Collective farm work units in North Hamgyong Province are being hounded by creditors after failing to pay back loans they used to buy needed materials and equipment, Daily NK has learned.

Collective farms in North Korea typically face limited supplies of seeds, vinyl plastic, pesticides, and fuel needed for farming. Work units at these farms commonly borrow money from private creditors to purchase these necessary materials and equipment. They then pay back the debts with the money they earn from the fall harvest. 

Work units at collective farms in and around Chongjin, a major city in the province, planned to do just that. Daily NK sources reported, however, that many work units in the area had to sell most of their harvest to the state and now have little left to sell in the markets to pay off the debts. 

“Creditors have been meeting with the heads of work units and work unit accountants to get their money back, but many of them haven’t been paid back yet,” a source told Daily NK on Feb. 12.

Some money-lenders reportedly visit the work units each day to demand their money, but end up returning home empty-handed. 

Some work units at a farms in the Chongam District of Chongjin are so much in debt they are reportedly unable to pay back the principle of the loans received from creditors (these loans were around KPW 500,000 per person).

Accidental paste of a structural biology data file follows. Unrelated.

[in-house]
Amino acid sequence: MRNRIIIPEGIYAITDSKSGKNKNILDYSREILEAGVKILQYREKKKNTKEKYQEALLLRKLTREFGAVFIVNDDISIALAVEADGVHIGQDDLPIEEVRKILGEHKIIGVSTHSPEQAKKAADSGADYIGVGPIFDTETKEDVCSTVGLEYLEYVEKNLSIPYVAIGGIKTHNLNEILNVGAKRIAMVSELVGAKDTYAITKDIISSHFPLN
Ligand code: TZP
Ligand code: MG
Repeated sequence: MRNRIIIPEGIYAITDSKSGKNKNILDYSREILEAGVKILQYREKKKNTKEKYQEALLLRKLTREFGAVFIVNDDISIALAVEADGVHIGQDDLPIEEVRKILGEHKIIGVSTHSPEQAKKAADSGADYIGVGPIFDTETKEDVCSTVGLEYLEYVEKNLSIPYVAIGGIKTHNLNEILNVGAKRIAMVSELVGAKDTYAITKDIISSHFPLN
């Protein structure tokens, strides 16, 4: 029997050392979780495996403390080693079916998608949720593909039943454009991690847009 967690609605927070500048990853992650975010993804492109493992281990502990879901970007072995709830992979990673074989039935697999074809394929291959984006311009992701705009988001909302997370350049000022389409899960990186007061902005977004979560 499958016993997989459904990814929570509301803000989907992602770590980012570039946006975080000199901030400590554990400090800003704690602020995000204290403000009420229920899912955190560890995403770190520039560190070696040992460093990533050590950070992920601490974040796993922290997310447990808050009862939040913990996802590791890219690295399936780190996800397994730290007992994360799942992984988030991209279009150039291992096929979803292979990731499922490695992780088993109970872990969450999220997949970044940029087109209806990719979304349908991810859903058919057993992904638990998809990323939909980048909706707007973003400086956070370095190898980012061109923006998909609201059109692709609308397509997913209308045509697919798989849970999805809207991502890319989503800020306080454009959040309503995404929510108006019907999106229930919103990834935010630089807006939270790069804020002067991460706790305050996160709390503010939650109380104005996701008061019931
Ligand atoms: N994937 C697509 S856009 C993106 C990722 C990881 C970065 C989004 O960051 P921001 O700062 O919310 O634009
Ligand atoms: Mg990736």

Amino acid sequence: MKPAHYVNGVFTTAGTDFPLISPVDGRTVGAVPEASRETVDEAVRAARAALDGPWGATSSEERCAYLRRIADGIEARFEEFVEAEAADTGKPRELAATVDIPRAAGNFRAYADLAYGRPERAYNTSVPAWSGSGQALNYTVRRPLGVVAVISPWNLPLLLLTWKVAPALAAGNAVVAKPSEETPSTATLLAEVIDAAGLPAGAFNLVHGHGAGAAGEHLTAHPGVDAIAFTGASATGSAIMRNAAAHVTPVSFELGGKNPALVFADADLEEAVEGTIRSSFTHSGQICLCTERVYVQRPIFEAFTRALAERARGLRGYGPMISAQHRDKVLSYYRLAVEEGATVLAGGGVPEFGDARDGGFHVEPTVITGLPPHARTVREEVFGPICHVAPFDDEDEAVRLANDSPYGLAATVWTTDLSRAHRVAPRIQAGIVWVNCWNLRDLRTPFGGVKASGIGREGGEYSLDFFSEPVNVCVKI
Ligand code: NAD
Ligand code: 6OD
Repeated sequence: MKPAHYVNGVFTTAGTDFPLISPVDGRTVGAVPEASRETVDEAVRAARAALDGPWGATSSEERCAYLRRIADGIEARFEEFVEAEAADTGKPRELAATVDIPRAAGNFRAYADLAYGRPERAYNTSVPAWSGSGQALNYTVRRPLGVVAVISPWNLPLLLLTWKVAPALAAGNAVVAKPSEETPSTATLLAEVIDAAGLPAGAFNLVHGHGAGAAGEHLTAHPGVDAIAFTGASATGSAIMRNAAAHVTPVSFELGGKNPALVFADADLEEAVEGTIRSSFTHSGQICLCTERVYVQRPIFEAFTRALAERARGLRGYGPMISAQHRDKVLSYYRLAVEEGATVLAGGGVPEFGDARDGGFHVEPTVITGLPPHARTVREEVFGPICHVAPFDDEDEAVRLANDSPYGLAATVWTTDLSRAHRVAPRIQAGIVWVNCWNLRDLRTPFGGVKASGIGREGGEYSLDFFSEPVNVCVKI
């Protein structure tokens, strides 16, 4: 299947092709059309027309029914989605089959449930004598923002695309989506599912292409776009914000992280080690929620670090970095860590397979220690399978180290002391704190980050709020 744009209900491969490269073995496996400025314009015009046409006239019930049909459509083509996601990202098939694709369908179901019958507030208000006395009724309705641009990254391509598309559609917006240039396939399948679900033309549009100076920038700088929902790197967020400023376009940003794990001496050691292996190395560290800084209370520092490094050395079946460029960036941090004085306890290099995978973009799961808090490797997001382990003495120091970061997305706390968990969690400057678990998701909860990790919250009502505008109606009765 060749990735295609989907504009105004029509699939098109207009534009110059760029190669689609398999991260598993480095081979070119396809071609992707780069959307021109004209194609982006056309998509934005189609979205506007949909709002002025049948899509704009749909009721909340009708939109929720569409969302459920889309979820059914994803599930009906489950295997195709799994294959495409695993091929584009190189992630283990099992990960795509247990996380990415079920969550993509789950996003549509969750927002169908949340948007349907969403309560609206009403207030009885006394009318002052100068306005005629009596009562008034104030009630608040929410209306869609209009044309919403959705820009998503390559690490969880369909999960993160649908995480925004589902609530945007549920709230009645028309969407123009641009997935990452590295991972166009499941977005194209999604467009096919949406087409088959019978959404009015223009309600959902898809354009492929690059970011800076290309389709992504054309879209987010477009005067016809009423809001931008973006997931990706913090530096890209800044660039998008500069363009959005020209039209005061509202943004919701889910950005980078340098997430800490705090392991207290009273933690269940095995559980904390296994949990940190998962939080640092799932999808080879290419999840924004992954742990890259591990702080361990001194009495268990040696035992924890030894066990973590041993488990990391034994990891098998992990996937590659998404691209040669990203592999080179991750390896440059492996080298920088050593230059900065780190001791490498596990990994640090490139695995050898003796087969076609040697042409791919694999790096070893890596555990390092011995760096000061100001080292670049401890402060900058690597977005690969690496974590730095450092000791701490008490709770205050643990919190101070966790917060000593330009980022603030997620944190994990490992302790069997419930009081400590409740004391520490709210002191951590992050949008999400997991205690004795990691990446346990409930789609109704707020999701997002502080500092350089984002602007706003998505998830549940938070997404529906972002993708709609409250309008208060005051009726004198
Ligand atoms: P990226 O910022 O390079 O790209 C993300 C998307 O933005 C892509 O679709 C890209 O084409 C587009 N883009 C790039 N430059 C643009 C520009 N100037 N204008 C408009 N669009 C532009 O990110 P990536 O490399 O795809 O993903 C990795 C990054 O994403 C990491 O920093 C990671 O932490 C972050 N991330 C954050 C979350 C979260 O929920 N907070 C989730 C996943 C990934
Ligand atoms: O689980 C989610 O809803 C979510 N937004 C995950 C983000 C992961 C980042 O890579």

“Farms in Chongam District are faced with a situation where individual work units borrowed money from several different creditors. Because they have no crops to sell they have been unable to pay back most of their debts,” a source told Daily NK.

“Creditors head to the houses of the work unit leaders and accountants almost everyday to demand repayment,” he added. 

Daily NK sources pointed out that work units failing to repay loans will face difficulties obtaining loans for next year’s harvest. 

“The work units know that failure to repay the loans means that the interest on the loans will only increase. They’re in a bind, however, because they have no choice but to sell a portion of their crops to the state,” a source explained. 

Work units facing a debt crisis initially tried to turn away their creditors by telling them that they would pay back the loans next year; money-lenders, however, are in an uproar because the work units have been unable to provide them with any collateral. 

“The creditors know it’s illegal to take strong action against the work unit leaders and accountants because they would face legal punishment,” a source explained. 

“So, instead, they’re just stewing in anger,” he added.

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